Infuse the leaves in some hot boiling water and use this to gargle and treat inflamed membranes of the mouth. Use only after tea has cooled down.

In traditional Chinese medicine, black sesame seeds have sweet and neutral properties, and are associated with the Kidney and Liver meridians. They function to tonify yin jing and blood, moisten the intestines, and help build the spirit, or shen.

Women of ancient Babylon would eat halva, a mixture of honey and sesame seeds to prolong youth and beauty, while Roman soldiers ate the mixture for strength and energy .

Sesame seeds produce an allergic reaction in a small percentage of the general population (5-13 per 100).

There have been erroneous claims that sesame seeds also contain THC which may be detectable on random screening. This error stems from a misunderstanding of the commercial drug Dronabinol, a synthetic form of THC. The normal delivery mechanism for synthetic Dronabinol is via infusion into sesame oil and encapsulation into soft gelatin capsules. As a result some people are under the mistaken assumption that sesame oil naturally contains THC. In fact, THC, CBD, CBN and the other cannibinoids are unique to the Cannabis genus.

Sesame oil is used for massage and health treatments of the body in the ancient Indian ayurvedic system with the types of massage called abhyanga and shirodhara. Ayurveda views sesame oil as the most viscous of the plant oils and believes it may pacify the health problems associated with Vata aggravation.

Black sesame seeds are an extremely good source of calcium; studies have shown that one gram of seeds contains approximately 85 milligrams of calcium. Black sesame seeds also have high amounts of protein, phosphorous, iron and magnesium. In some patients, black sesame seeds are used to help patients recover from serious illnesses and fevers, treat constipation and promote regular bowel movements. Some practitioners recommend using black sesame seeds with polygonum to keep a person’s hair looking rich and dark.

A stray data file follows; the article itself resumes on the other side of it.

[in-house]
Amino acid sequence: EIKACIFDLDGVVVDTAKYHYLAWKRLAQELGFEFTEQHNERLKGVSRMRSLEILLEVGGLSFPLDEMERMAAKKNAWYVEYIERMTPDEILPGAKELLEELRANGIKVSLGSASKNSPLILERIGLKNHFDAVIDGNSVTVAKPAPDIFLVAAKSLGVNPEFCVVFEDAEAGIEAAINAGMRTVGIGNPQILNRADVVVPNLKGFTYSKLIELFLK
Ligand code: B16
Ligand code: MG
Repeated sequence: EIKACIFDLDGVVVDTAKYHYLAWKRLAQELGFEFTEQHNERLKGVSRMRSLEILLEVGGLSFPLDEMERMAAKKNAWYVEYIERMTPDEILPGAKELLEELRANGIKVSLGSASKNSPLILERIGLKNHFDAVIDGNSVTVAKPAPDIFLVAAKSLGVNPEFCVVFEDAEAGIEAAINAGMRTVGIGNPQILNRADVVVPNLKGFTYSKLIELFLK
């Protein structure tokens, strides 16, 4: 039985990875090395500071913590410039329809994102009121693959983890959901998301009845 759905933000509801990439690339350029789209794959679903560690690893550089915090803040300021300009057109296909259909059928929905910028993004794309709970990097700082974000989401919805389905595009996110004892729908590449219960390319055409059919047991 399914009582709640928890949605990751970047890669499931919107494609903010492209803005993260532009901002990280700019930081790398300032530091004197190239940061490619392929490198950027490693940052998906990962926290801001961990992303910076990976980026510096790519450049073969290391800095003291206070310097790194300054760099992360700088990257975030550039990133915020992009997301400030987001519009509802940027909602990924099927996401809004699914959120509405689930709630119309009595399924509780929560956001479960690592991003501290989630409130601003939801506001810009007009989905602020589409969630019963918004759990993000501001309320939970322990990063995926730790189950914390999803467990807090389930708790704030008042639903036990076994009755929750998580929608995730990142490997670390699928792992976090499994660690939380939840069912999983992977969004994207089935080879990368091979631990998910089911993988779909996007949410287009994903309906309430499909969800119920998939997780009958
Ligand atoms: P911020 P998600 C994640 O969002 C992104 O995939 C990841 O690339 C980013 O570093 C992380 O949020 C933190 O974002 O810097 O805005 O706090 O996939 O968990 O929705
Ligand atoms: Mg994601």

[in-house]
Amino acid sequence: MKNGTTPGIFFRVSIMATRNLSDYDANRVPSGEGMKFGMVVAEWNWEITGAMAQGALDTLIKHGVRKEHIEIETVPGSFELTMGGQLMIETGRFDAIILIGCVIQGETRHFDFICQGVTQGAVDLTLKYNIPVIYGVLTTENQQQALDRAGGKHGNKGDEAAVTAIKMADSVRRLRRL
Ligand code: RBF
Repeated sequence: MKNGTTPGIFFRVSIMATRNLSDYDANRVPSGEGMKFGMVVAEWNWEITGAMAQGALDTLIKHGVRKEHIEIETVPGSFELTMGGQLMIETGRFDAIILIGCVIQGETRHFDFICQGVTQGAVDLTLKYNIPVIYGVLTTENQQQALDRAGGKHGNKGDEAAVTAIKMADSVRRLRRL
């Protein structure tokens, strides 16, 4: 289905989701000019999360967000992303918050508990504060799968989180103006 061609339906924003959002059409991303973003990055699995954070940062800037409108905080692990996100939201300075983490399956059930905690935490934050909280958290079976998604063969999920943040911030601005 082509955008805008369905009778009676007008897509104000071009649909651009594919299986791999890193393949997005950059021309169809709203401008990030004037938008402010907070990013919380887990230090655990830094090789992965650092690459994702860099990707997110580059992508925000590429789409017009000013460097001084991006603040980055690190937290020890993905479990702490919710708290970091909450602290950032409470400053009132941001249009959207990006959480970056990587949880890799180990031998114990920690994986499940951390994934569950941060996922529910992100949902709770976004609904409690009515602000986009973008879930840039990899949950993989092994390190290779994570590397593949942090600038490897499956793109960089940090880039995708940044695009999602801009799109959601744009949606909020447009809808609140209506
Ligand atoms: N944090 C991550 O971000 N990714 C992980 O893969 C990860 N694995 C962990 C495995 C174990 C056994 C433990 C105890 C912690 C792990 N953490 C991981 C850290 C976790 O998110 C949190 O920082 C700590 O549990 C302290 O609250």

You may click & read : The sesame wonder

Disclaimer: This information is not meant to be a substitute for professional medical advise or help. It is always best to consult with a Physician about serious health concerns. This information is in no way intended to diagnose or prescribe remedies.This is purely for educational purpose.
Resources:
http://www.hungrymonster.com/FoodFacts/Food_Facts.cfm?Phrase_vch=Herbs&fid=5905,
http://www.acupuncturetoday.com/herbcentral/blacksesameseeds.html and
http://www.whfoods.com/genpage.php?tname=foodspice&dbid=84
http://www.hotel-club-thailand.com/thai-cooking/thai-spices.htm
http://www.lowfatlifestyle.com/flavoring/herbs_spices/sesame.htm
http://en.wikipedia.org/wiki/Sesame_seed